As one who developed his muscles more than his brain, William Campbell made a few trips on a canal boat from Pittsburgh to New Orleans in 1858. "He got a taste of the river life. Canal boatmen in those days were noted for their adventures. Campbell's great strength and size gave him a reputation among the boatmen. He was called a giant because he weighed at least 250 pounds," she said of her relative who gravitated to barging on the Ohio River.
He had left his home in Salineville for about two or three years before the Civil War started, his sympathies with the secession movement. "For several months, he had been keeping a house of ill fame in Louisville, Ky., Schmidt said.
Campbell had been in Louisville for about a year when he joined the 22 Andrews Raiders led by James J. Andrews. Why?
Never mind patriotism or loyalty, according to Schmidt's research. "He went for a love of adventure and daring, for a desire of notoriety and a hope of reward in case of success. He simply wanted the adventure with all the violent and exciting trimmings," she said.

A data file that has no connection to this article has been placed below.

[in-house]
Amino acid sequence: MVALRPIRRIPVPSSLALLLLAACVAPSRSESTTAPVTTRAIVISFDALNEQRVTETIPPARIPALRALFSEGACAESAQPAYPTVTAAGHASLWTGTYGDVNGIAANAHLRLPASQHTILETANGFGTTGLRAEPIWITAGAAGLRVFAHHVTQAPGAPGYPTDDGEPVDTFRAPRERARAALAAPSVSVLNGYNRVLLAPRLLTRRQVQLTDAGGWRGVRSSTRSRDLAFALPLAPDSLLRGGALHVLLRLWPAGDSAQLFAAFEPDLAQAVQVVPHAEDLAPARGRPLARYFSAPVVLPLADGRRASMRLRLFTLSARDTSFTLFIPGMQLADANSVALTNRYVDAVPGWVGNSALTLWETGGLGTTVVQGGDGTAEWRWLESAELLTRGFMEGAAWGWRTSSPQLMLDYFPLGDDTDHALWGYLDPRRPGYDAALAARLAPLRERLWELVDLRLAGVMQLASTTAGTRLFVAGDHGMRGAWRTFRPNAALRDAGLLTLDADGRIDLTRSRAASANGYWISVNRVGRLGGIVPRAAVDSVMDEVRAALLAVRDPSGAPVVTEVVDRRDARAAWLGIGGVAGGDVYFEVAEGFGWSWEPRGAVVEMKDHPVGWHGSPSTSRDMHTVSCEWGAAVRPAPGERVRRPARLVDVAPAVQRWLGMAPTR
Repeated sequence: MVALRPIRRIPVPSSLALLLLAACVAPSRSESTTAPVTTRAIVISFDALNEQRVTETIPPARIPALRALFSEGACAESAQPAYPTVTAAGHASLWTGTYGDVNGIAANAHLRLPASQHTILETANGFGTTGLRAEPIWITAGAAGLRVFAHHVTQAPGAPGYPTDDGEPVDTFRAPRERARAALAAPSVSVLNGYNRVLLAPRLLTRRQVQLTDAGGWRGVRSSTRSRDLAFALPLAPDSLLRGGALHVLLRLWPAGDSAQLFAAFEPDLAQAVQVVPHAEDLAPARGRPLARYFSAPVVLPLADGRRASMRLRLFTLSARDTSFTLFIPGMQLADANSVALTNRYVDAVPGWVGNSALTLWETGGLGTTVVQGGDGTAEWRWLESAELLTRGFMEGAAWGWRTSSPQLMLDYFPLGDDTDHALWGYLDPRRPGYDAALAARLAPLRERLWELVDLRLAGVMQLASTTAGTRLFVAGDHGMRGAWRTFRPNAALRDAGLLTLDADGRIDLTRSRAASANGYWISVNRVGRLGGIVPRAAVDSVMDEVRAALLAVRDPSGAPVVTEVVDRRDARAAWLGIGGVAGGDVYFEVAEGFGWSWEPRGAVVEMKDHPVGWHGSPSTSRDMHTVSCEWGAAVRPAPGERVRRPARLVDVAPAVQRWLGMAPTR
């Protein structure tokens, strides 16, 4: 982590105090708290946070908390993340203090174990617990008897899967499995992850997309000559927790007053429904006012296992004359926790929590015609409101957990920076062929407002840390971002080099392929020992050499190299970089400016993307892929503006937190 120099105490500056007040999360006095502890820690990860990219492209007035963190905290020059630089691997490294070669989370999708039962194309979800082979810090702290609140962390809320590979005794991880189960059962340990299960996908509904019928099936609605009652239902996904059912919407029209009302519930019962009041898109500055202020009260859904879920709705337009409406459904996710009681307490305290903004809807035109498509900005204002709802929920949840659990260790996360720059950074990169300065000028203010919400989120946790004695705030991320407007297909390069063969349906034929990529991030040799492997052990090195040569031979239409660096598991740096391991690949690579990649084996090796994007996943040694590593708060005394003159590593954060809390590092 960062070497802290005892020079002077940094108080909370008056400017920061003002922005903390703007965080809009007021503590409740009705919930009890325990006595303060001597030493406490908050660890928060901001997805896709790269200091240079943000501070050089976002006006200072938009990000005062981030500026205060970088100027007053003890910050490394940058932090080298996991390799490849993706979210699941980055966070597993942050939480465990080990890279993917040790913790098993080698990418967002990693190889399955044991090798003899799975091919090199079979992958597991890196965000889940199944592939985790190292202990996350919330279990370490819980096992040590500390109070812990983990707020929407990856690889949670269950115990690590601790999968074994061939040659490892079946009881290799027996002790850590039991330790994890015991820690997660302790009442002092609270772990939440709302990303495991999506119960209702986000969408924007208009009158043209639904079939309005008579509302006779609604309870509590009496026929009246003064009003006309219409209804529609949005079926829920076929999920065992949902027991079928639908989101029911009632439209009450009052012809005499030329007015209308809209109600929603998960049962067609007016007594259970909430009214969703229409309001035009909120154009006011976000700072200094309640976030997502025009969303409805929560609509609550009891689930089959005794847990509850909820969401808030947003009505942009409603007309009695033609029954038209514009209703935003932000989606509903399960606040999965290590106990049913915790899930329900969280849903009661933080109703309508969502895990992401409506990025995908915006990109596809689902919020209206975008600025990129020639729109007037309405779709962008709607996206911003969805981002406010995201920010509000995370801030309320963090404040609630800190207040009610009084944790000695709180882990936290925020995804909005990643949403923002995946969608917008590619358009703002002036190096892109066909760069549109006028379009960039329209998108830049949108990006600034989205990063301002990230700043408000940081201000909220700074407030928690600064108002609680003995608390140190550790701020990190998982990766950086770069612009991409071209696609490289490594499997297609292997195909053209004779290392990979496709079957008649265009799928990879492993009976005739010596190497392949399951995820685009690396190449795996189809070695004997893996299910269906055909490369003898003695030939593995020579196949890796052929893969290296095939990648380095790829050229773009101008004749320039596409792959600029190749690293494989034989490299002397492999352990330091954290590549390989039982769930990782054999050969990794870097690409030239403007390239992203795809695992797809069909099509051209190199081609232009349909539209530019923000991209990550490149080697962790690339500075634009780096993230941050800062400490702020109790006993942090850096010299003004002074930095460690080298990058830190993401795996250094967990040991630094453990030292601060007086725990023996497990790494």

Ironically, he also came on board out of fear, being a fugitive from justice as he had stabbed and killed a man in Louisville and would have been hanged if caught.
He had escaped south and sought refuge with the Second Ohio Regiment, proposing to go with them for a while and promising to help though he would not enlist.
That Campbell was heavy and well muscled is the only reason he was chosen for the raid, Schmidt said she came to discover.
It also was the reason that he was one of two raiders hung twice as their ropes broke and they fell to the ground, unconscious.
"They were revived and given a glass of water," Schmidt said. "They asked for an hour to make things right with God but were refused the hour and hanged a second time until death."
Their mission was important and could have had significant consequences, according to Schmidt.